Protester calls for release of political prisoners. 20 Jan 2019
The US State Department released its 2018 report on the human rights this month, raising ongoing concerns in Sri Lanka of impunity, arbitrary detention, unlawful killings, torture, sexual abuse and media intimidation.
The report highlighted several killings that have taken place in Sri Lanka, including that of a Tamil man in Ariyalai in 2017 and two Jaffna University students in 2016. “There were reports that the government or its agents committed arbitrary or unlawful killings,” it said.
“There were reports of harassment and intimidation of journalists when covering sensitive issues,” the report noted, highlighting the Tamil Guardian journalist Uthayarasa Shalin, who faced months of harassment and targeting, including the summoning and questioning of his friends and family members purportedly based on his coverage of a Hindu temple festival where a map of the Tamil homeland was displayed.
Arbitrary detention, torture and sexual violence
The report released also notes that from June onwards there had been 193 allegations of “physical and mental torture by state actors” and that "torture by police remained endemic throughout the country". Citing the Human Rights Commission of Sri Lanka (HRCSL), the report finds “torture committed by police forces was routine and continued throughout the country”.
This issue is compounded by a continued policy of arbitrary detention. The HRCSL received 101 complaints of such detention and arrest through June 2018. The Bureau cites the HRCSL commissioner of prisoners which estimates that the prison population has “exceeded the system’s capacity by nearly 64 per cent”.
There were allegations of sexual abuse committed by government and security officials “against wives who came forward seeking information about their missing husbands or against war widows who attempted to claim government benefits based on their deceased husbands’ military service”.
The policy of arbitrary detention is influenced by the repeated use of the PTA which empowered officers to arrest and hold individuals of suspicion without charge.
In October 2018, dozens of Tamil prisoners, including former LTTE cadres, across the counter held a hunger strike demanding an immediate resolution to their prolonged detention. They demanded that the government either to indict them or provide a pathway for their eventual release.
In February 2017 the government had said it will suspend arrest made under the PTA. Despite this statement, the government has made at least arrests under the PTA during 2018. The US report notes that “an estimated 70 to 130 individuals remained in detention from prior PTA arrests”. Tamils have consistently protested demanding the repeal of the PTA.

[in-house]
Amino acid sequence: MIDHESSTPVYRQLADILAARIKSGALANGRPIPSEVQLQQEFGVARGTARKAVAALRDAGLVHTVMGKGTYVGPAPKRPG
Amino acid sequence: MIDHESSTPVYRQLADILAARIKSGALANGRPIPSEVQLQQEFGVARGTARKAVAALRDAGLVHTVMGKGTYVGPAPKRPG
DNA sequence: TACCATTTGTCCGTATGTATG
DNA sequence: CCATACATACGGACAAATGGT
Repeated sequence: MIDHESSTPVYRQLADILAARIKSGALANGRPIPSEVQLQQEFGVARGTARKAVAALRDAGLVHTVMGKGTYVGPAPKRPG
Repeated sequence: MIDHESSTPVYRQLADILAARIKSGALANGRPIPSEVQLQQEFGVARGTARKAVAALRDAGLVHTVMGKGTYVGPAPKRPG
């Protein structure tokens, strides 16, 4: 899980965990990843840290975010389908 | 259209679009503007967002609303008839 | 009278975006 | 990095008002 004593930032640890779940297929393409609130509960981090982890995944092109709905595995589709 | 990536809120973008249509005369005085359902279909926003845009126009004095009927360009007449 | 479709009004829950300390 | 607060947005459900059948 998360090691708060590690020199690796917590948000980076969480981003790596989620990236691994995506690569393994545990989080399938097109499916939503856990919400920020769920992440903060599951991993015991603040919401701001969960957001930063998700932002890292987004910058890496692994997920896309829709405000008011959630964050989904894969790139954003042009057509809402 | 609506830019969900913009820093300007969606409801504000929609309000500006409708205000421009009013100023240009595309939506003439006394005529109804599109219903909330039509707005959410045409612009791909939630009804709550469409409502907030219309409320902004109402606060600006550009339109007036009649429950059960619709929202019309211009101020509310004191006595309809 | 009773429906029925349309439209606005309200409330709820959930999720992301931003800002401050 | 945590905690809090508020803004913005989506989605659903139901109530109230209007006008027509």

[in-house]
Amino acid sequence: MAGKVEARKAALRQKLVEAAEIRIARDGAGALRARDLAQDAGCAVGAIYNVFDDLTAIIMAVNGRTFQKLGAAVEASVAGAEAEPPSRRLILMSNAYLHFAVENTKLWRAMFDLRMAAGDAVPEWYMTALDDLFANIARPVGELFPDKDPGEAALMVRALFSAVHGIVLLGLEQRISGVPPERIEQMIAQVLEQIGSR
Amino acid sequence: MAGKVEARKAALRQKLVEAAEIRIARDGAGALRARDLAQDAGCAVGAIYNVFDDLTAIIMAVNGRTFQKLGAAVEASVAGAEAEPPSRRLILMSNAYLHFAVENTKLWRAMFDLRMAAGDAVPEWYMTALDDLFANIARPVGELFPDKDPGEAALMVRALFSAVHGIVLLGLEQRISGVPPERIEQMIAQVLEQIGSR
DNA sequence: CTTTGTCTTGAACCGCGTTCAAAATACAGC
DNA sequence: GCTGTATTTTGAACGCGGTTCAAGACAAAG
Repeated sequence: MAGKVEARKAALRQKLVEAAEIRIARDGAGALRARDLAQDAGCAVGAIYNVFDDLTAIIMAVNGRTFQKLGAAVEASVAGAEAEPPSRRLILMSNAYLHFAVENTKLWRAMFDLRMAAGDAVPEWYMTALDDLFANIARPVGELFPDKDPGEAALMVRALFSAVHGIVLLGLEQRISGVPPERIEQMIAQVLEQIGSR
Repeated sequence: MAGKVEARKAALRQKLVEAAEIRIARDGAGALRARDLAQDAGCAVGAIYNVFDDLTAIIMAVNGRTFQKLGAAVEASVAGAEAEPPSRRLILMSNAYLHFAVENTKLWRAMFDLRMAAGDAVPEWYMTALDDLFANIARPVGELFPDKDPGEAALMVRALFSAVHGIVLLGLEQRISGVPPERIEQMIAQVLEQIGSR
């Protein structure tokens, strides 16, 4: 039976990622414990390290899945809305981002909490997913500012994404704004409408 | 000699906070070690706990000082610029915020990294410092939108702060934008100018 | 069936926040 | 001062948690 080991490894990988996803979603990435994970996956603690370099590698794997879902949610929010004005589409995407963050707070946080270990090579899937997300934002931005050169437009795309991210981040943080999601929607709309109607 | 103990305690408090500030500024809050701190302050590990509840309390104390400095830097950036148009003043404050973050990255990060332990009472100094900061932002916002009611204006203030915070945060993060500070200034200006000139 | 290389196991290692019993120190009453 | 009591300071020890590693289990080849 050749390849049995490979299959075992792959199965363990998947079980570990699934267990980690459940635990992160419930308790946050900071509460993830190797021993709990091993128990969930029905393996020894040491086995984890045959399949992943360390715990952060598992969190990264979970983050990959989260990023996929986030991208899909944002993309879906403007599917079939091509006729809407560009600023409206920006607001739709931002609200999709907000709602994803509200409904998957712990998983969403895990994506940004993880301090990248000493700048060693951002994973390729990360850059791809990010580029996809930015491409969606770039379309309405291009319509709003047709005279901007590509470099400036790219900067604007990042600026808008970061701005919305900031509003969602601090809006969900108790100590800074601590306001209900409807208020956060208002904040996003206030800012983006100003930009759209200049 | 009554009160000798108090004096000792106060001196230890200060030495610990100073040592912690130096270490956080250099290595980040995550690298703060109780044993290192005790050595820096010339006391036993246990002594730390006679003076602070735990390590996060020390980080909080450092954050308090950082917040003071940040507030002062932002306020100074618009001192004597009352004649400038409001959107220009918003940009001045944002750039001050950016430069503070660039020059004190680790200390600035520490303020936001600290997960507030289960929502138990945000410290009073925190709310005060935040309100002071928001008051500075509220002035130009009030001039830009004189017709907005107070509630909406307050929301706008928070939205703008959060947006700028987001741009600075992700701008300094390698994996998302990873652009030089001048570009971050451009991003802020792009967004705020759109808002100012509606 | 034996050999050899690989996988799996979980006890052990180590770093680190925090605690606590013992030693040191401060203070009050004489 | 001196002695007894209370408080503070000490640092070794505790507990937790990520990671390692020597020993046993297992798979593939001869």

The report further details the ongoing problems with the release of land occupied by the military.
The Sri Lankan government has reported that it has released more than 83,000 acres of land, representing more than 80 per cent of all land occupied during the war.
Tamil groups have criticised the government for the glacial progression on this issue and the report details concerns that the “the military held lands it viewed as economically valuable”. The land released has often been vandalised and is often of poor quality.
The report also details that “Hindu and Muslim groups reported they had difficulty officially claiming land they had long inhabited after Buddhist monks placed a statue of Buddha or a bodhi tree on their property”.
It further detailed Sri Lanka’s failure to provide answers for a large number of those who have disappeared during the war and its aftermath.
In July 2017, the UN Working Group on Enforced or Involuntary Disappearances reported 5,859 outstanding cases of enforced or involuntary disappearances.
The government has made some modest steps to address these issues as detailed by the report:
“In February, the government appointed seven commissioners to the Office on Missing Persons. The office met members of the public and family members of missing persons in Mannar, Jaffna, Kilinochchi, Trincomalee, Matara, and Colombo. In August it issued an interim report that provided a series of interim relief proposals and justice-related recommendations for families and victims of disappearances. At year’s end, the office was finalizing a list of approximately 20,000 names of missing persons dating from 1983”.
Despite these actions, human rights groups including Amnesty International has reported the diminishing faith of Tamils and international actors in domestic mechanisms in delivering justice on these issues. This has been highlighted by recent protests in Batticaloa held by Tamils demanding to know the fate of their loved ones.
The report detailed the criminalisation of same-sex relationships and the continued discrimination transgender people face including “arbitrary detention, mistreatment, and discrimination accessing employment, housing, and health care”.
Whilst prosecutions under the law were rare, human rights organisations have reported the police threatening to “assault, harass, and sexually and monetarily extort LGBTI individuals”.
Read the full US report here.